Sisters to Eugene
Today's Miles = 96.7
Average Speed = 12.5 mph
Maximum Speed = 33.0 mph
Total Miles = 4397.9
Lynn and I broke camp slowly and said goodbye right around noon. Leaving Sisters I headed towards McKenzie Pass, which is the last big climb of my ride. The way up and over the pass wasn't too steep compared to what I've already done, but today felt like the coldest day I've ridden in to date. As I kept climbing through the afternoon I kept adding layers, until I was wearing just about my entire cycling wardrobe.
As I ascended the landscape slowly changed from pine forest to barren lava beds. The Cascades contain over 100 volcanic peaks, and the lava flows at the top of McKenzie Pass are believed to be among the most recent in the United States. Instead of the ordered regularity of trees standing shoulder to shoulder, the lava was a field of chaos where a handful of pines struggled to set root into the ground. Without the benefit of trees to break the wind, I was nearly shivering from the cold as I finally crested the hill.
The weather and terrain changed rapidly as I headed down the other side, as the lushness I had expected from Oregon finally showed itself. Pine gave way to fir and cedar, and sagebrush finally yielded to moss and ferns. The road itself was a cyclist's dream, twisting and turning enough to be interesting, and so densely lined with trees it was once again like riding in a green tunnel.
My intention had been to stop and camp at the town of McKenzie Bridge, but another cyclist had recommended heading another twenty miles west and staying at an Oregon State Park. But his directions had been vague, and I found no place to stay where he had suggested. Unfortunately, by passing my intended spot I had left the final campgrounds before Eugene far behind. I decided to make an all or nothing push to Eugene, even though it would make for a late ride.
I made it to Eugene about two hours after sunset, and checked myself into the Hostel here. With the nearly one-hundred mile day I made today, I'll probably be reaching Florence tomorrow. It has been over three months since I started this journey and although I have mixed feelings about ending it, I'm ready to give standing still a try.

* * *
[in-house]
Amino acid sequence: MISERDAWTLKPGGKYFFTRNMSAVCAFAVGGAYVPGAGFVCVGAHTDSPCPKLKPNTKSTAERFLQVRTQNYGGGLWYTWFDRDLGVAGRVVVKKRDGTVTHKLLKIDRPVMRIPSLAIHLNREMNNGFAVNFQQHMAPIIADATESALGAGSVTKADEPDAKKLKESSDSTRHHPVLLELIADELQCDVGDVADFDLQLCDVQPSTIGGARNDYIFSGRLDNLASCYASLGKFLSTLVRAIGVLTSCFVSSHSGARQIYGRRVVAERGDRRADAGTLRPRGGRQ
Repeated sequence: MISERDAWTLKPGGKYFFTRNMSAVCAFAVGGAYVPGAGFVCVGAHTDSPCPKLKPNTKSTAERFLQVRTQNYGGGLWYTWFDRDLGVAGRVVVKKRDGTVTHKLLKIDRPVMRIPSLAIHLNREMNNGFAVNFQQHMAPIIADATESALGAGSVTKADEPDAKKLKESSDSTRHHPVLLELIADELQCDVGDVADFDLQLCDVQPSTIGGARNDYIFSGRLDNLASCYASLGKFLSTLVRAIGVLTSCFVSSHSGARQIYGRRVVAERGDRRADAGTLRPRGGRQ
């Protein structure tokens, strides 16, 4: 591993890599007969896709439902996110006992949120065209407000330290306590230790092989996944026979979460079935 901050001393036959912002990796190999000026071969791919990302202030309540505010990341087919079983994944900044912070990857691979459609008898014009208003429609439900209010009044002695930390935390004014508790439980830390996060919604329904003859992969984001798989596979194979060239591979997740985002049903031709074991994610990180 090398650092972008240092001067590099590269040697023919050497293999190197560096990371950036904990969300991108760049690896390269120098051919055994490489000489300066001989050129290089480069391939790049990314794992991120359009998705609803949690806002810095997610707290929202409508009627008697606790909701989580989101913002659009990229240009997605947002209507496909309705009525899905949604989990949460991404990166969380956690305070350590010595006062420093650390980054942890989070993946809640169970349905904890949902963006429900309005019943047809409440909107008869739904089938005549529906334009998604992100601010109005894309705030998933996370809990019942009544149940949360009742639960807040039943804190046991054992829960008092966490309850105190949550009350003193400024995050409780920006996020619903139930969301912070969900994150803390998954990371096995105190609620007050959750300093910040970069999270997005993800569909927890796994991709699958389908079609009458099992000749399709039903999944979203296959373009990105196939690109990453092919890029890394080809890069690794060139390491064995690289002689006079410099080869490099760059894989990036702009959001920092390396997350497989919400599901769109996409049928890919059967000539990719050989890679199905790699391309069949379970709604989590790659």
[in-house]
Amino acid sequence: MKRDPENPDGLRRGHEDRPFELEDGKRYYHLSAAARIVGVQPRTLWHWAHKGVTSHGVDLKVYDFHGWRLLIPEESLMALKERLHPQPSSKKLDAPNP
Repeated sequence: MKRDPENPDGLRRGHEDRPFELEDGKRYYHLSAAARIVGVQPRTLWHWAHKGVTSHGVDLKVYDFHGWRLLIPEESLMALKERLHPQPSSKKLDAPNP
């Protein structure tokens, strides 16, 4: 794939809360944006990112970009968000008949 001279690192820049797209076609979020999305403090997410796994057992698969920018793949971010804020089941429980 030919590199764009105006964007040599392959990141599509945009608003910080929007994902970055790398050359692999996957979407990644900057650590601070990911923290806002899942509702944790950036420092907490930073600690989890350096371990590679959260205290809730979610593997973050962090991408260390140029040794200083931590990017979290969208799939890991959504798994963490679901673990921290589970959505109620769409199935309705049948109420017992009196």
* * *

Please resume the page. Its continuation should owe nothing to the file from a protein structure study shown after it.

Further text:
You are an inspiration! Your feat serves as an example of what one can accomplish if they would only dream and, with determination, work to make their dreams reality. Dip that front wheel in the Pacific and celebrate. You deserve it!!! And oh yes, dream on and from the bottom of my heart I pray that your journeys will take you to where you need to go.
Thank you for the gift of your journal!! There is no other way to descibe it than "EXCELLENT".
It was not easy hauling all that extra weight.
I know after a long day riding, it took a lot of time and energy to keep it up - besides all of the Email. But you will never know the extent of the gift you have given and the inspiration that you inparted by sharing your journey.
Congratulations! It is great to look at your website! it makes us going back there!!.... Yes, we are today back to our first day of work.... sitting the day long... life goes on, but we are waiting yet for our next bike tripl! Have a nice rest! It was nice to meet you!
Congratulations on reaching Eugene which was to be my destination until I decided to finish my trip in Missoula. I have enjoyed your web site. Continue your good work and stay in touch.
WOW! You did it!!!
Take a good rest, you've earned it. And if you feel like it come back to Reno and stay awhile, your always welcome.
By now you've probably reached your goal. Amazing. I can't imagine what you must be feeling. Congratulations on a journey well-traveled and a time well-lived. Thanks for letting us tag along via your journal, and if you DO decide to hang a left and pedal down to San Diego, please look us up. :-)
Keep it flying,
As one who is following westward, I've periodically looked at your site to see what I'll be up against. It has always been interesting and well written.
My '01 Randonee had 4 broken spokes before I had the wheel rebuilt. Sound familiar?
Good luck on whatever you decide to do next.
Good on ya Nick!!!
May you always keep that peace you found out there (OK except when morons in Trucks want to flex their dinosaur guzzlers).
Man, I sure was hoping the Hornish was going to win the Indy 500.
The story about Saint Columcille is not documented until the early 16th century, and
reflects the cultural assumptions of that age, not of the age in which the tale is set.